(Human Rights Watch/IFEX) - Washington, DC, July 17, 2012 – The concentration of power under President Hugo Chávez has taken a heavy toll on human rights in Venezuela, Human Rights Watch said in a report released today.
The 133-page report, “Tightening the Grip: Concentration and Abuse of Power in Chávez's Venezuela”, documents how the accumulation of power in the executive and the erosion of human rights protections have allowed the Chávez government to intimidate, censor, and prosecute critics and perceived opponents in a wide range of cases involving the judiciary, the media, and civil society.
“For years, President Chávez and his followers have been building a system in which the government has free rein to threaten and punish Venezuelans who interfere with their political agenda,” said José Miguel Vivanco, Americas director at Human Rights Watch. “Today that system is firmly entrenched, and the risks for judges, journalists, and rights defenders are greater than they've ever been under Chávez.”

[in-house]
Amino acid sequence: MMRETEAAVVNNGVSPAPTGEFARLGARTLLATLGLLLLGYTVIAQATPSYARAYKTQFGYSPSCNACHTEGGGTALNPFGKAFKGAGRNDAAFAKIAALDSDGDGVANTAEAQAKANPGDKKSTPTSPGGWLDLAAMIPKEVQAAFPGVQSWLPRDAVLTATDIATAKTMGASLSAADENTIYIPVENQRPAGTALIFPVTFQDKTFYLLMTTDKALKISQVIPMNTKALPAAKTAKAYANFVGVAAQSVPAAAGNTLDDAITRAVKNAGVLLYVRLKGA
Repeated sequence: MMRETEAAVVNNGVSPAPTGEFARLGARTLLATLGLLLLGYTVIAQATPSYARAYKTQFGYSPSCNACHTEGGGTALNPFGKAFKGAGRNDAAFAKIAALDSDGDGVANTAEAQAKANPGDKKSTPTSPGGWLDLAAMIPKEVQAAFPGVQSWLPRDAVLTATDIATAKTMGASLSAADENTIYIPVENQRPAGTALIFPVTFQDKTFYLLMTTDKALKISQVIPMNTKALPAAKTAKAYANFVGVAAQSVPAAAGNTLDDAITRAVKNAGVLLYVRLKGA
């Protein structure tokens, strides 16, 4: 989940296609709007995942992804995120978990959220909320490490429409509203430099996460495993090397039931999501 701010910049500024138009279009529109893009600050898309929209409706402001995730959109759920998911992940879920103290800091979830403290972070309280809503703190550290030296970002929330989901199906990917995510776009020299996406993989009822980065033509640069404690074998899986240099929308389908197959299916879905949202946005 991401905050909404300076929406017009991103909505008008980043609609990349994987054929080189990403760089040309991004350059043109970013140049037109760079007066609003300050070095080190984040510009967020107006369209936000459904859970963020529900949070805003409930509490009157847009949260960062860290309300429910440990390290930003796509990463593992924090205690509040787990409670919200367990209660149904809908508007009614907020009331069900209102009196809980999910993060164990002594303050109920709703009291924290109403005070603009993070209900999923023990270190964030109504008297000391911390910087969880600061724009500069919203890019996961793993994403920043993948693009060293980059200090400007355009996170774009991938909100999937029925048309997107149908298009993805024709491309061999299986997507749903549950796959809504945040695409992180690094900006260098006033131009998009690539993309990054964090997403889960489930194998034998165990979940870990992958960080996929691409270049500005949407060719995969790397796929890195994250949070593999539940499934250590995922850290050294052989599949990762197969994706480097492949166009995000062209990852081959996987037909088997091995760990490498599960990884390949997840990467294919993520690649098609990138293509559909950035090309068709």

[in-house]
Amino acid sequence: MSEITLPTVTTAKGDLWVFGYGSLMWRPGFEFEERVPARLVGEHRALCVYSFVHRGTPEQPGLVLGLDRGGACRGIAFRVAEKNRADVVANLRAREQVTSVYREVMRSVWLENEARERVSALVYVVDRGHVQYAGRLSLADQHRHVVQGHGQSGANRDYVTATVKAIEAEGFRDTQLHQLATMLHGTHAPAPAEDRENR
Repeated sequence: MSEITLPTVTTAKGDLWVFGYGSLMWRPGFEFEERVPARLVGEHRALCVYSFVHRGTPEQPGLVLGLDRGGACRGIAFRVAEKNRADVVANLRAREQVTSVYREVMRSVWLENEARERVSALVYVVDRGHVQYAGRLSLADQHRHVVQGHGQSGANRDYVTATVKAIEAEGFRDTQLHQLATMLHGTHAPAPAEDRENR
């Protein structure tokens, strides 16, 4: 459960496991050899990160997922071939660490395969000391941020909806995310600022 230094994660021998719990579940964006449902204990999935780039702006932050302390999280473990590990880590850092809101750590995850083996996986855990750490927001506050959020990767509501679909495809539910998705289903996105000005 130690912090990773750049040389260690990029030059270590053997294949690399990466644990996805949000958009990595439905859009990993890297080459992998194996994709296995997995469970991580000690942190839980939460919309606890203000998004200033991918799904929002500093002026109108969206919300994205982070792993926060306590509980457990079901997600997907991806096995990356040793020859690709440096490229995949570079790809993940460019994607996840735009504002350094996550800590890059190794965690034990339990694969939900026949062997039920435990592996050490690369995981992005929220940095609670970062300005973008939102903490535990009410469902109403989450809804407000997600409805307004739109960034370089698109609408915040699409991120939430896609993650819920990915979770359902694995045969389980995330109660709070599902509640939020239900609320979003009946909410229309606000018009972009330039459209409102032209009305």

Human Rights Watch's last major report on Venezuela, released in September 2008, documented how democratic institutions and human rights guarantees had suffered during the first decade of Chávez's presidency. Since then, the human rights situation in the country has become even more precarious.
While many Venezuelans continue to criticize the government, the prospect of facing reprisals – in the form of arbitrary or abusive state action – has undercut the ability of judges to adjudicate politically sensitive cases, and forced journalists and rights defenders to weigh the consequences of disseminating information and opinions critical of the government.
Download the report:
HRW_venezuela0712web.pdf (834 KB)